Outnumbered by nays to yeas? Seek God’s promises.  Put down for standing up? Seek His promises.  Trouble and conflict keep finding their way to you, even in church? Keep seeking His promises.  God is faithful. He expects us to be as well.  He rewards the promise-seeker as He proves Himself as a promise-keeper.

Grasshoppers get squashed by giants when they fail to:

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Relationships 101 (Maxwell, John C.)

“Just about everything you do, depends on teamwork.” – John C. Maxwell

You need to know your backyard businesses in order to expand your potential lists for sponsors and advertisers.  Have you ever walked into the cleaners around the corner? Have you ever introduced yourself to the store manager at the local grocery store? Do you know the manager at the local community bank by name? Better yet, do they know you? Or, do they even know that you exist? If not, you have a real problem.

Your problem is that you have not invested in “personal marketing.”  I am not talking about marketing yourself.  If you are the face of of your business, nonprofit or church, you need to create some personalized and face-to-face introductions.  You can do so with social networking likeFacebook, LinkedIn and Yelp along with other sites.  You may want to get in touch with people and check their Twitter page and start following them just to stay informed and keep interacting.

 For instance, a local pastor who writes books and Bible lessons needs to develop some kind of relationships with the local librarian and area bookstore owners and operators for carrying his books and hosting a reading and book-signing.  The Little League coach should at least see if the community’s pizzeria is will to offer a discount to the team’s families if they frequent the establishment every Saturday afternoon after their games.  The Christian businesswoman needs to know if there are other Christians in business in her area and how to connect with them.
Armed with newfound relationships, you need to maintain your relationships with potential business partners, vendors and others. Use email marketing such as Mail Chimp or Cosntant ContactStart posting in the blogosphere.  Set up a frequent gathering of those who work in your local area at your site or a community venue. You don’t have to host it by yourself.  Partner with your local Christian business network or chamber of commerce.  Get the word out to others with your tweets and status updates on social networks.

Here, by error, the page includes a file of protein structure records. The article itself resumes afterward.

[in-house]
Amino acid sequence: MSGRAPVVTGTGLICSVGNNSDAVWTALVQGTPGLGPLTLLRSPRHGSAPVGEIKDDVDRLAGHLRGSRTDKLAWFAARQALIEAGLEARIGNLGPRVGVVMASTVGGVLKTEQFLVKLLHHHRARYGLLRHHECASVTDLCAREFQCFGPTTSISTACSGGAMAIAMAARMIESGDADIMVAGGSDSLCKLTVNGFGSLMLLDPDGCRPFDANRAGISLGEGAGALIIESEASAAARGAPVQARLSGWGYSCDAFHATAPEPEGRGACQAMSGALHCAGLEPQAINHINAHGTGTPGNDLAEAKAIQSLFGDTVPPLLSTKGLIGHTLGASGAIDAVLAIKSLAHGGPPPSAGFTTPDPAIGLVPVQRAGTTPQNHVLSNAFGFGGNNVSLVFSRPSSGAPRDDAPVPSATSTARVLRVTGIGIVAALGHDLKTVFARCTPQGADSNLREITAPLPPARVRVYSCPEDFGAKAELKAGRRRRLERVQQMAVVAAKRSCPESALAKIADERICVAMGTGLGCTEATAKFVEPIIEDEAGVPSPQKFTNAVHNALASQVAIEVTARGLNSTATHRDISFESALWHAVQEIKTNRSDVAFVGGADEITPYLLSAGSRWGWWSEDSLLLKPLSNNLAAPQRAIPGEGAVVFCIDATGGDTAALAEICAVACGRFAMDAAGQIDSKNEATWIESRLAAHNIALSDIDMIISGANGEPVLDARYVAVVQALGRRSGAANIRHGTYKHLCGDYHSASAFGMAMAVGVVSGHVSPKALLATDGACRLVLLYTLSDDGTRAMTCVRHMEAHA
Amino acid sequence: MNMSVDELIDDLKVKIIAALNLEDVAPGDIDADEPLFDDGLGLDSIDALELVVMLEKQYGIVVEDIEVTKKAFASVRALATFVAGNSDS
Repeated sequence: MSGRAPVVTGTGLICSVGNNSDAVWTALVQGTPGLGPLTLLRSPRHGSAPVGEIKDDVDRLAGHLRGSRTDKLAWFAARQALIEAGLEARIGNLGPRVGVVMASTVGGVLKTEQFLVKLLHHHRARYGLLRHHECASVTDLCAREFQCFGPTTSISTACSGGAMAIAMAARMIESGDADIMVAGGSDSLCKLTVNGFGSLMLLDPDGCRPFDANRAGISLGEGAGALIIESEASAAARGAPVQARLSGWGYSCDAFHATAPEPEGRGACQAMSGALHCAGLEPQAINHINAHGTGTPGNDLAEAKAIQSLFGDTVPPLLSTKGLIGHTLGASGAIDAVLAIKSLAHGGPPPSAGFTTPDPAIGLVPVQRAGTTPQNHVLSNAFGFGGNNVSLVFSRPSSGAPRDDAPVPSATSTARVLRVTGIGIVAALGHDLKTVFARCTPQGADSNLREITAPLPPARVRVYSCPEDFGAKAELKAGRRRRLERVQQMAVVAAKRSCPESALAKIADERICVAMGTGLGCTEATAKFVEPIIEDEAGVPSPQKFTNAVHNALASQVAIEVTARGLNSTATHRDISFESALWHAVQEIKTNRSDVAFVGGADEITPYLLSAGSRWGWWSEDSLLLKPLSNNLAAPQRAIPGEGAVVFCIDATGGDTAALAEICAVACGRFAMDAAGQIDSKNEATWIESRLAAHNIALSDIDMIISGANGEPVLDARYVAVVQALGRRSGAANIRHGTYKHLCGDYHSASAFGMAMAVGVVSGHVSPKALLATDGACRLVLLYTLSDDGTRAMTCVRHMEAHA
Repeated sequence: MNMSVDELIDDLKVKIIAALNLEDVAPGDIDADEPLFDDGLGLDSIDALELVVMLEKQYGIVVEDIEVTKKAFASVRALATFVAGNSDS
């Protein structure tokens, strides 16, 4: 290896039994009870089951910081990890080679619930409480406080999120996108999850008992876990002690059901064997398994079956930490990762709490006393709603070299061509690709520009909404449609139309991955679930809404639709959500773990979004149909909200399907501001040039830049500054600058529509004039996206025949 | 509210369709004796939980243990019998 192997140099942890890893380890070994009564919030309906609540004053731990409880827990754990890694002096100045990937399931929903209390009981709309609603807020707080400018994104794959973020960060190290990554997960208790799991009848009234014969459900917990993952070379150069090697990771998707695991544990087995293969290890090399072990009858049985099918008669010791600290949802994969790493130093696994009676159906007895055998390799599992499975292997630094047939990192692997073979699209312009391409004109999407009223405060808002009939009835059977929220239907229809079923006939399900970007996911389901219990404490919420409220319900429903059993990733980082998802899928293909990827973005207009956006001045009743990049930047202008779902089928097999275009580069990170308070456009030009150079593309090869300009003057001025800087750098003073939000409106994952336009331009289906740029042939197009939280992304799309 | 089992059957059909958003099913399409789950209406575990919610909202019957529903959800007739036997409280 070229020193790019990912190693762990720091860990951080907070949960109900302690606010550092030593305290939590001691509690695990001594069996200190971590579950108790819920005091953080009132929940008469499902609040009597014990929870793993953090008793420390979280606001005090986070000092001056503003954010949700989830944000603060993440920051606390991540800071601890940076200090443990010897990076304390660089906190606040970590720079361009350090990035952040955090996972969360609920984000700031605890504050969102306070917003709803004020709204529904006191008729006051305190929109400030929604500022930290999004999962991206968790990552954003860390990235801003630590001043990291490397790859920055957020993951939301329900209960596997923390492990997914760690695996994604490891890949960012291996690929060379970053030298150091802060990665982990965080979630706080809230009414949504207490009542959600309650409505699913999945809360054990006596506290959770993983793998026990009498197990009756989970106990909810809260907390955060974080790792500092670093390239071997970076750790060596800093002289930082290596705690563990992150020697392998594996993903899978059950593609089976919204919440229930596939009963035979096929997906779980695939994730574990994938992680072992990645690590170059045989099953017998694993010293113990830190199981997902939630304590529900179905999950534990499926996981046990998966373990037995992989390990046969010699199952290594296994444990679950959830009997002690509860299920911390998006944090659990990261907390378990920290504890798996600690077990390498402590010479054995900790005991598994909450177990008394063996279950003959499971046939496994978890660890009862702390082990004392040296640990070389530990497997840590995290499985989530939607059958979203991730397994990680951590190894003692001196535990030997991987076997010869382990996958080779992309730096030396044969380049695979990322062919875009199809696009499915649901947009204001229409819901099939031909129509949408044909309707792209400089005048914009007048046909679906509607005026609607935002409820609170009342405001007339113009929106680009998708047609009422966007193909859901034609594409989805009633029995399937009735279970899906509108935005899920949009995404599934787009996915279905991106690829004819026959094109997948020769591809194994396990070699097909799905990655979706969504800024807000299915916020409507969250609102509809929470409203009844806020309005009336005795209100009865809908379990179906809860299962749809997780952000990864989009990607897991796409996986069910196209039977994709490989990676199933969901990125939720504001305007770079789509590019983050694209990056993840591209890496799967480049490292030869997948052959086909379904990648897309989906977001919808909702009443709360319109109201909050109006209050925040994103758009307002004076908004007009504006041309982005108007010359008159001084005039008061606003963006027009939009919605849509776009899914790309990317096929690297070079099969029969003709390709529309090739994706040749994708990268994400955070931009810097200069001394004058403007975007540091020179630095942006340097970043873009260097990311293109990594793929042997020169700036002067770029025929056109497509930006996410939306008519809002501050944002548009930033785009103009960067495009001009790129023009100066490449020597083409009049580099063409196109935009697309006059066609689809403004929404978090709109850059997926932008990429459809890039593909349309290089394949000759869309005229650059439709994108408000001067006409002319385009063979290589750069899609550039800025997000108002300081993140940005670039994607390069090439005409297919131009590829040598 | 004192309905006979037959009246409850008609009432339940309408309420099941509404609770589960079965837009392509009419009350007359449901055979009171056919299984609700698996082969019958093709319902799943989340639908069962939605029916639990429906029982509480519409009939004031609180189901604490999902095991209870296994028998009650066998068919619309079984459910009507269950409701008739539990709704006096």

This is not a major “trade secret.” In fact, for many of us, it should be more obvious to us.  Let’s take advantage of what exists, even if we haven’t noticed it up until now.

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To everything there is a season…- Ecclesiastes 3:1 (NKJV)


Your calendar should not determine your actions. Use your calendar to distinguish your actions. You need to identify what time you need to plan and perform, even perfect, what you are are doing daily, weekly and monthly. Your calendar should include your quarterly and annual activities, too.

Your daily planner may work for identifying things to plan as well as things to perform. Franklin Covey and Day Runner make some great planners. As far as technology, I prefer using Google Calendar online as opposed to MS Outlook or any other program. Google Calendar interfaces with my Gmail account and offers me present reminders as well as collaboration with my contacts in Gmail or other emails. I just prefer it to other online and software alternatives.

Let your calendar help you keep up with appointments and assignments like meetings and special events. Schedule your daily and weekly activities in a monthly view. Print out copies of your next three months to get into view what are your regular meetings and activities as well as what special events and activities you have coming up on the horizon.